Gov. Gen. Julie Payette resigns, says 'I am sorry' after 'tensions have arisen at Rideau Hall'
TORONTO -- Gov. Gen. Julie Payette has resigned from her post following reports of a "damaging" workplace harassment investigation.
“Everyone has a right to a healthy and safe work environment, at all times and under all circumstances. It appears this was not always the case at the Office of the Secretary to the Governor General,” Payette said in a statement Thursday.
“Tensions have arisen at Rideau Hall over the past few months and for that, I am sorry.”
Payette’s resignation come hours after sources told CTV News that an independent review into workplace harassment allegations against her was completed and that the details of the report were “damaging.”
“While no formal complaints or official grievances were made during my tenure, which would have immediately triggered a detailed investigation as prescribed by law and the collective agreements in place, I still take these allegations very seriously,” Payette said in her statement.
“Not only did I welcome a review of the work climate at the OSGG, but I have repeatedly encouraged employees to participate in the review in large numbers. We all experience things differently, but we should always strive to do better, and be attentive to one another’s perceptions.”
Payette said her resignation comes at an “opportune time” as her father’s health is worsening.
Sources have told CTV News that Prime Minister Justin Trudeau asked Payette to resign during a conversation on Wednesday. In a statement, Trudeau said he received Payette’s resignation.
“Every employee in the Government of Canada has the right to work in a safe and healthy environment, and we will always take this very seriously,” Trudeau wrote in the statement. “Today’s announcement provides an opportunity for new leadership at Rideau Hall to address the workplace concerns raised by employees during the review.”
Trudeau said Chief Justice of Canada Richard Wagner will serve as Governor General on an interim basis. He added that recommendations for new governor general will be sent to the Queen “in due course.”
In speaking on CTV’s Power Play on Thursday, Minister of Intergovernmental Affairs Dominic LeBlanc called the report “robust” and “significant.”
“There are obviously some very serious and concerning findings in that report with respect to the workplace, and the Governor General informed us last evening that she would offer her resignation and we received that this afternoon,” he said.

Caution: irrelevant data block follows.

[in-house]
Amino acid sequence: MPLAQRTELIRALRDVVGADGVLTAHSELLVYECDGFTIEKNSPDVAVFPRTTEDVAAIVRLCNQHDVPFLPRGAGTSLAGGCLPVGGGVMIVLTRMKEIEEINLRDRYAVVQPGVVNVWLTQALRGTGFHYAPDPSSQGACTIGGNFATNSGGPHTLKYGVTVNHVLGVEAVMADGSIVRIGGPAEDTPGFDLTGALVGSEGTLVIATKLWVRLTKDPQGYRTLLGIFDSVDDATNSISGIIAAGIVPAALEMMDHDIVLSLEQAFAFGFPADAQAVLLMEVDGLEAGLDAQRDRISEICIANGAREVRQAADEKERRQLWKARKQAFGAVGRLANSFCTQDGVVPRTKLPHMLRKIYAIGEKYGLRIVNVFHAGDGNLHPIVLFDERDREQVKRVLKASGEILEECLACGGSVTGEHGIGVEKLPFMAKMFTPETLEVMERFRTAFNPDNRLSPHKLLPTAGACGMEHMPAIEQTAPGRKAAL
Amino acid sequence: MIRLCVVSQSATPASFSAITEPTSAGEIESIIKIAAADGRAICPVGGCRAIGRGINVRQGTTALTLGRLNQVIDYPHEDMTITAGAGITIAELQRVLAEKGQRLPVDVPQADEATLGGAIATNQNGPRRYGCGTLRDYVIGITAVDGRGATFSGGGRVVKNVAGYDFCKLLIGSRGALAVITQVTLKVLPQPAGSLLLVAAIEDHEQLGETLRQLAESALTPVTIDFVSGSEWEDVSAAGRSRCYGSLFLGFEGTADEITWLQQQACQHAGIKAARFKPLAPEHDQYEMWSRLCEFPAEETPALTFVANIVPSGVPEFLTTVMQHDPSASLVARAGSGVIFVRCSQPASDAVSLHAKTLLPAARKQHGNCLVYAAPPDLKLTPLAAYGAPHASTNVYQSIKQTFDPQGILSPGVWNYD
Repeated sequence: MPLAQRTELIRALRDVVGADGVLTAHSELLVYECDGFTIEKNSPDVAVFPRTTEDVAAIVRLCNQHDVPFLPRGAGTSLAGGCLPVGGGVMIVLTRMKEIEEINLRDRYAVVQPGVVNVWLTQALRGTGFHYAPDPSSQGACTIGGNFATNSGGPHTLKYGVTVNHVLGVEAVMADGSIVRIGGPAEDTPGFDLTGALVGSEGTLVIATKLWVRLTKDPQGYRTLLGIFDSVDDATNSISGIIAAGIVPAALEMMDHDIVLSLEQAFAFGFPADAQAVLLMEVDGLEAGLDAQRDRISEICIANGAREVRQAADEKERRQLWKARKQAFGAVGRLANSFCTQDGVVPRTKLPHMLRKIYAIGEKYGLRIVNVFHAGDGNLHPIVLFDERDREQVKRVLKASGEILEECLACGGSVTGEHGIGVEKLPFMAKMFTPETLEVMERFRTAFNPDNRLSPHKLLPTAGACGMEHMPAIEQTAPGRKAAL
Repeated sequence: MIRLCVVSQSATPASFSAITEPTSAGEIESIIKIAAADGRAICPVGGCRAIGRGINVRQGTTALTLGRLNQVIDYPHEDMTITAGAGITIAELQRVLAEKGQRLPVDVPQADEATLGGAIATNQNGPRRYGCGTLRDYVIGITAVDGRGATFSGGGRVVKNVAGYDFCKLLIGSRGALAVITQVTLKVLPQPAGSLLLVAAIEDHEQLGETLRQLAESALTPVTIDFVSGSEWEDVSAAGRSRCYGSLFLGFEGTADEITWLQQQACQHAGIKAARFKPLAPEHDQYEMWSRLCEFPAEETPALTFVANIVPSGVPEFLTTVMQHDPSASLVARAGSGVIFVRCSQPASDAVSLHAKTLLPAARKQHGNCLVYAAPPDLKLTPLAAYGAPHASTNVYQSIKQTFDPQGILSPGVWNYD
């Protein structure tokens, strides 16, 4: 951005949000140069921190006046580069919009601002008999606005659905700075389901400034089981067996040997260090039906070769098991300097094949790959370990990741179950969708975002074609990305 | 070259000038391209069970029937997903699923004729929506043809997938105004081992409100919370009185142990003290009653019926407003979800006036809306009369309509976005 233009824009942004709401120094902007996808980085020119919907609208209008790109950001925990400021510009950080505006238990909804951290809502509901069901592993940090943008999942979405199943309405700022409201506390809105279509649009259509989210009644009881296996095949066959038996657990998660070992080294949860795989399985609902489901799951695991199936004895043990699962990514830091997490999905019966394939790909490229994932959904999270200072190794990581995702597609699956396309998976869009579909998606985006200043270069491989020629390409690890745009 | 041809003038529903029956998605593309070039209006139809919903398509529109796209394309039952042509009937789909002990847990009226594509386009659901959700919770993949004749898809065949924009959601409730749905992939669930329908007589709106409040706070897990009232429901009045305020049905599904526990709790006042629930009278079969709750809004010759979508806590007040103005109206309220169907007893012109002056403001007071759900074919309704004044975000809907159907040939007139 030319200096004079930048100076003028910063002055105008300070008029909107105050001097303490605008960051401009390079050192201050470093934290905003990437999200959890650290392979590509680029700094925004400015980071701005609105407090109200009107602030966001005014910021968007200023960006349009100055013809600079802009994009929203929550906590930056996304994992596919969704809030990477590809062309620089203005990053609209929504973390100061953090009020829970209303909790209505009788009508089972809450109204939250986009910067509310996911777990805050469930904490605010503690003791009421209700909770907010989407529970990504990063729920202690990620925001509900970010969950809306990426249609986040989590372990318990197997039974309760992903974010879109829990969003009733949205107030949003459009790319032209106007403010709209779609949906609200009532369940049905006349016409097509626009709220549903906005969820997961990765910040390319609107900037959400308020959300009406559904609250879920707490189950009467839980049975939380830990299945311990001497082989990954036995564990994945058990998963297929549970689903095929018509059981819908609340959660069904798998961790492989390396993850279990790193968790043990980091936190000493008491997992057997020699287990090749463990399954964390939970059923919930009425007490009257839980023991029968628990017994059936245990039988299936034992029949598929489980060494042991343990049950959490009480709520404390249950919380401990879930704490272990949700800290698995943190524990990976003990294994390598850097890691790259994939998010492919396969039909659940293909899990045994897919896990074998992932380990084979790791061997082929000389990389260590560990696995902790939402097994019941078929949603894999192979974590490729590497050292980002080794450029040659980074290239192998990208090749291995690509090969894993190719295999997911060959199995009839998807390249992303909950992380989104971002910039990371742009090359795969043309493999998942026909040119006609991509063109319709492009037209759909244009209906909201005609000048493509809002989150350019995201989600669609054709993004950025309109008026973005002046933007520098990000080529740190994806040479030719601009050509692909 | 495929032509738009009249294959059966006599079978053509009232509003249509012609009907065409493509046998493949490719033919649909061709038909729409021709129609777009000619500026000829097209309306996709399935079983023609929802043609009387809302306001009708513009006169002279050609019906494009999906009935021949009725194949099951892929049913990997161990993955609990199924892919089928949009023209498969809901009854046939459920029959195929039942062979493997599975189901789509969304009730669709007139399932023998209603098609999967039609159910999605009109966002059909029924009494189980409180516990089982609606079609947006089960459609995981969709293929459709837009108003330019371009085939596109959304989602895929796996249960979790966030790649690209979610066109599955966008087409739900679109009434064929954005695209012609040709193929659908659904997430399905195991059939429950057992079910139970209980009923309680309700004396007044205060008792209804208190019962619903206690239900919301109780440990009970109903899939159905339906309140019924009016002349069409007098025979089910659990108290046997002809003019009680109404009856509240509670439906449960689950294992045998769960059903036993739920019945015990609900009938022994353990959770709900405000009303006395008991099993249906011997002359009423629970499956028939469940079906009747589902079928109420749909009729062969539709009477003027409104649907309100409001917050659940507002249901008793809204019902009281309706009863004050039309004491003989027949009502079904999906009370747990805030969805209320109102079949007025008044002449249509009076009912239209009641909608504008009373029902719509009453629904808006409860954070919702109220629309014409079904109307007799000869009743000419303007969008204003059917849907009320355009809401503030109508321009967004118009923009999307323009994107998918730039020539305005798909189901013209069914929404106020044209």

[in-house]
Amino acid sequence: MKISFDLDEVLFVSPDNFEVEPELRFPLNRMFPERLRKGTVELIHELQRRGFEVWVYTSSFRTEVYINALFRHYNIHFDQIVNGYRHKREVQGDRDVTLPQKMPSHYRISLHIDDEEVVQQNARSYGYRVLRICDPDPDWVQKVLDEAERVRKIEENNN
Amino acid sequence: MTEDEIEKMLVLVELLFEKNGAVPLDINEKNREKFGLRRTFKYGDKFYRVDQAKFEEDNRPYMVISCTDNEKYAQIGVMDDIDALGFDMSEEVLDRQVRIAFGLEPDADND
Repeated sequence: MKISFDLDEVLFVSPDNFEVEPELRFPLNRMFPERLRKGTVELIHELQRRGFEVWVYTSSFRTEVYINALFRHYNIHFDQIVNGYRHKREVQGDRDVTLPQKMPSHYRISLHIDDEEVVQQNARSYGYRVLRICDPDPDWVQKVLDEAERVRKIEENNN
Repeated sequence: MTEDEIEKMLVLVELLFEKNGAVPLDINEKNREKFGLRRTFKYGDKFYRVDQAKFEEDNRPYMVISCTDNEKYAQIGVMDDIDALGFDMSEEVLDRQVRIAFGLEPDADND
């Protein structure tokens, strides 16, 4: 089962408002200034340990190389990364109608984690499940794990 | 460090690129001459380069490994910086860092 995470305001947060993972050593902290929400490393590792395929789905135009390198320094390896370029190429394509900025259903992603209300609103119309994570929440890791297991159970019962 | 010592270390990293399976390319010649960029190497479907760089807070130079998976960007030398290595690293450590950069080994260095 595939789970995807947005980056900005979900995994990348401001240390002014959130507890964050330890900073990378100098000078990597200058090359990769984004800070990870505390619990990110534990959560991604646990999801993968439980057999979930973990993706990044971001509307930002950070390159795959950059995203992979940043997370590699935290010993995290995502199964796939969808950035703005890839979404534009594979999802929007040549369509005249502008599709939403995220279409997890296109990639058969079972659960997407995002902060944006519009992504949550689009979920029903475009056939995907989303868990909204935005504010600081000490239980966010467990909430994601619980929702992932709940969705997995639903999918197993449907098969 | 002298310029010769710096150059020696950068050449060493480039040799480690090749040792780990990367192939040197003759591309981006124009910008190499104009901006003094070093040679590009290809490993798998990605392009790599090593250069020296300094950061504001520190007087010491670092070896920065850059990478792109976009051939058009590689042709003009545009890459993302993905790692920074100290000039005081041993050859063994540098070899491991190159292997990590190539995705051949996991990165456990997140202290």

LeBlanc added that a version of the report will be made public, hopefully in the next few days, but some parts need to be redacted to protect the identities of employees who spoke “on a confidential basis.”
LeBlanc said that after reading the report, Payette decided resigning “would be best for the institution for the country.”
“We received that resignation today, but it followed a discussion we had with her about the report and about the serious concerns that were raised as findings in the report,” he said.
Conservative Leader Erin O’Toole called on Trudeau to consult the other parties before nominating a potential replacement.
“The Governor General is the Commander in Chief of our Armed Forces and has an important constitutional role,” O’Toole wrote in a statement. “Considering the problems with his last appointment and the minority Parliament, the Prime Minister should consult opposition parties and re-establish the Vice-Regal Appointments Committee.”
A spokesperson for Buckingham Palace told CTV News that “the Queen has been kept informed of developments.”
The Privy Council Office initiated an investigation into Payette in July following reports of a toxic workplace within her office.
"Harassment has no place in any professional workplace," a spokesperson for the Privy Council Office wrote in a statement at the time. "It is a public service priority to advance efforts to more effectively prevent and resolve issues of harassment."
Payette was sworn in as governor general in 2017, following a career as an astronaut and scientist. She has previously served as the chief operating officer of the Montreal Science Centre and was also on the board of directors for the National Bank of Canada.
Lydia Miljan, a political science professor at the University of Windsor, said today’s news must be “terrible for her personally.”
“You’d think you’d be at the height of your career being appointed the governor general of Canada,” Miljan told CTV News Channel.
Miljan added that it’s particularly surprising that these allegations came from the office of the governor general, a largely ceremonial role.
“You get to shake hands with people, you get to be the nice person in the room,” “I just don’t understand why she would have such an exacting style and why that -- of any office within the government -- would have be the one that’s most toxic. You’d think that would be the one where they're singing ‘Kumbaya’ every day.”
Miljan said she expects a new governor general named in short order, especially if the Liberals intend to trigger an election.
“You need a governor general in place in order to have an election,” she said.